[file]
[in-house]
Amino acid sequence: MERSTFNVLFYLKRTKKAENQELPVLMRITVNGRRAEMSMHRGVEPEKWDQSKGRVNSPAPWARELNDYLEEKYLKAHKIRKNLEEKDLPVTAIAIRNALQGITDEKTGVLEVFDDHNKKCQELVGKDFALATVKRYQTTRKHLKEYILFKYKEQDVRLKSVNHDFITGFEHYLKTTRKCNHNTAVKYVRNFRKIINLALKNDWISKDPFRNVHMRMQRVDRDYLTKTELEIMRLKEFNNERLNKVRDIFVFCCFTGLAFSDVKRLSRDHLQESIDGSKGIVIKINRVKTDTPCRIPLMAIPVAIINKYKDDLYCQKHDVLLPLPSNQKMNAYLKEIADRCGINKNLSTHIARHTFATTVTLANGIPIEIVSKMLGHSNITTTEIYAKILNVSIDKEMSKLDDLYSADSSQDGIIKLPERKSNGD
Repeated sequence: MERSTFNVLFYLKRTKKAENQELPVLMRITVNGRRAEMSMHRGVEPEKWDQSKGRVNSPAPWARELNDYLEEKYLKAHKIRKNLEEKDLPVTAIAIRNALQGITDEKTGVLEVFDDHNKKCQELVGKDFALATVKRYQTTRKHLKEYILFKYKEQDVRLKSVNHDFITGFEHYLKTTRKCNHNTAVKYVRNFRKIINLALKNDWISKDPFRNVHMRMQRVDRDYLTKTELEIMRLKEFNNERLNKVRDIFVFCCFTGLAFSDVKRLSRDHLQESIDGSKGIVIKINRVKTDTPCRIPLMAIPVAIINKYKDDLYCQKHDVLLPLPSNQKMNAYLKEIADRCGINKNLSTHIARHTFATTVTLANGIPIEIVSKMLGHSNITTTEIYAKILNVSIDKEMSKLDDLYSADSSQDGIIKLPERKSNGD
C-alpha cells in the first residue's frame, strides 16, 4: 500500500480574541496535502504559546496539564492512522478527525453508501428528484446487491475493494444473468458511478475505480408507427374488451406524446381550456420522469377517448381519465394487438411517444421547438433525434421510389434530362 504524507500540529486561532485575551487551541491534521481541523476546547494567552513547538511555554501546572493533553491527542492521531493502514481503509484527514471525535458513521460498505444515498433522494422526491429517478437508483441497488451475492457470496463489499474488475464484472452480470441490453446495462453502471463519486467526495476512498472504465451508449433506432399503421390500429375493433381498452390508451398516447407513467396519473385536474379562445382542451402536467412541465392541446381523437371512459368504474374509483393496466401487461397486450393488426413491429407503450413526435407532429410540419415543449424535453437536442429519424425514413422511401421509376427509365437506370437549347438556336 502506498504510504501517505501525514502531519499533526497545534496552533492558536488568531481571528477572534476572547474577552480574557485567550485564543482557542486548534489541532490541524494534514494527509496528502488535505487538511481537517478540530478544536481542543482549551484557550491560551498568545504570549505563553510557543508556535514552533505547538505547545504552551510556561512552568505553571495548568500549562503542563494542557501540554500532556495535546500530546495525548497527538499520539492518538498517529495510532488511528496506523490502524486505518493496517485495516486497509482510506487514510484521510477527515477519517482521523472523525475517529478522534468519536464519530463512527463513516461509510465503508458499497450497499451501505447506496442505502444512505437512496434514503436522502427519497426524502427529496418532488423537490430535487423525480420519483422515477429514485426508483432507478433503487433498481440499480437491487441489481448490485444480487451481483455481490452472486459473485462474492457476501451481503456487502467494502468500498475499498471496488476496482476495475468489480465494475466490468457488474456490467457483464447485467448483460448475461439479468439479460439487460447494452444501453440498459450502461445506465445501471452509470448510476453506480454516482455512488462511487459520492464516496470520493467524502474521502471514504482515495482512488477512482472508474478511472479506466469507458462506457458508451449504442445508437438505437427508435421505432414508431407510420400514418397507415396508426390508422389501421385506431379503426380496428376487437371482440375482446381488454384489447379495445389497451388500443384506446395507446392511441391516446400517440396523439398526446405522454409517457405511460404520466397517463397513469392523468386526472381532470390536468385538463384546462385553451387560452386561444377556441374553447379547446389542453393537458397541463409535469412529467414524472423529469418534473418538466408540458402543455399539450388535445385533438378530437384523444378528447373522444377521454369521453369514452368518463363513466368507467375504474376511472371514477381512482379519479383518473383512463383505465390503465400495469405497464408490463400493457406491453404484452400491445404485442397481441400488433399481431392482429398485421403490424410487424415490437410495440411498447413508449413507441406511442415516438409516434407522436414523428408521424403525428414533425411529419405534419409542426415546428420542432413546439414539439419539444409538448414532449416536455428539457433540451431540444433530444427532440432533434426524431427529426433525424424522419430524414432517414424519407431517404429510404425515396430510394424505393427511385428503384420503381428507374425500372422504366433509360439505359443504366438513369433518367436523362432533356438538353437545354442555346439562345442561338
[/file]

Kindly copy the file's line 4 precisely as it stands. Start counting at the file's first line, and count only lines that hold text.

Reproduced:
C-alpha cells in the first residue's frame, strides 16, 4: 500500500480574541496535502504559546496539564492512522478527525453508501428528484446487491475493494444473468458511478475505480408507427374488451406524446381550456420522469377517448381519465394487438411517444421547438433525434421510389434530362 504524507500540529486561532485575551487551541491534521481541523476546547494567552513547538511555554501546572493533553491527542492521531493502514481503509484527514471525535458513521460498505444515498433522494422526491429517478437508483441497488451475492457470496463489499474488475464484472452480470441490453446495462453502471463519486467526495476512498472504465451508449433506432399503421390500429375493433381498452390508451398516447407513467396519473385536474379562445382542451402536467412541465392541446381523437371512459368504474374509483393496466401487461397486450393488426413491429407503450413526435407532429410540419415543449424535453437536442429519424425514413422511401421509376427509365437506370437549347438556336 502506498504510504501517505501525514502531519499533526497545534496552533492558536488568531481571528477572534476572547474577552480574557485567550485564543482557542486548534489541532490541524494534514494527509496528502488535505487538511481537517478540530478544536481542543482549551484557550491560551498568545504570549505563553510557543508556535514552533505547538505547545504552551510556561512552568505553571495548568500549562503542563494542557501540554500532556495535546500530546495525548497527538499520539492518538498517529495510532488511528496506523490502524486505518493496517485495516486497509482510506487514510484521510477527515477519517482521523472523525475517529478522534468519536464519530463512527463513516461509510465503508458499497450497499451501505447506496442505502444512505437512496434514503436522502427519497426524502427529496418532488423537490430535487423525480420519483422515477429514485426508483432507478433503487433498481440499480437491487441489481448490485444480487451481483455481490452472486459473485462474492457476501451481503456487502467494502468500498475499498471496488476496482476495475468489480465494475466490468457488474456490467457483464447485467448483460448475461439479468439479460439487460447494452444501453440498459450502461445506465445501471452509470448510476453506480454516482455512488462511487459520492464516496470520493467524502474521502471514504482515495482512488477512482472508474478511472479506466469507458462506457458508451449504442445508437438505437427508435421505432414508431407510420400514418397507415396508426390508422389501421385506431379503426380496428376487437371482440375482446381488454384489447379495445389497451388500443384506446395507446392511441391516446400517440396523439398526446405522454409517457405511460404520466397517463397513469392523468386526472381532470390536468385538463384546462385553451387560452386561444377556441374553447379547446389542453393537458397541463409535469412529467414524472423529469418534473418538466408540458402543455399539450388535445385533438378530437384523444378528447373522444377521454369521453369514452368518463363513466368507467375504474376511472371514477381512482379519479383518473383512463383505465390503465400495469405497464408490463400493457406491453404484452400491445404485442397481441400488433399481431392482429398485421403490424410487424415490437410495440411498447413508449413507441406511442415516438409516434407522436414523428408521424403525428414533425411529419405534419409542426415546428420542432413546439414539439419539444409538448414532449416536455428539457433540451431540444433530444427532440432533434426524431427529426433525424424522419430524414432517414424519407431517404429510404425515396430510394424505393427511385428503384420503381428507374425500372422504366433509360439505359443504366438513369433518367436523362432533356438538353437545354442555346439562345442561338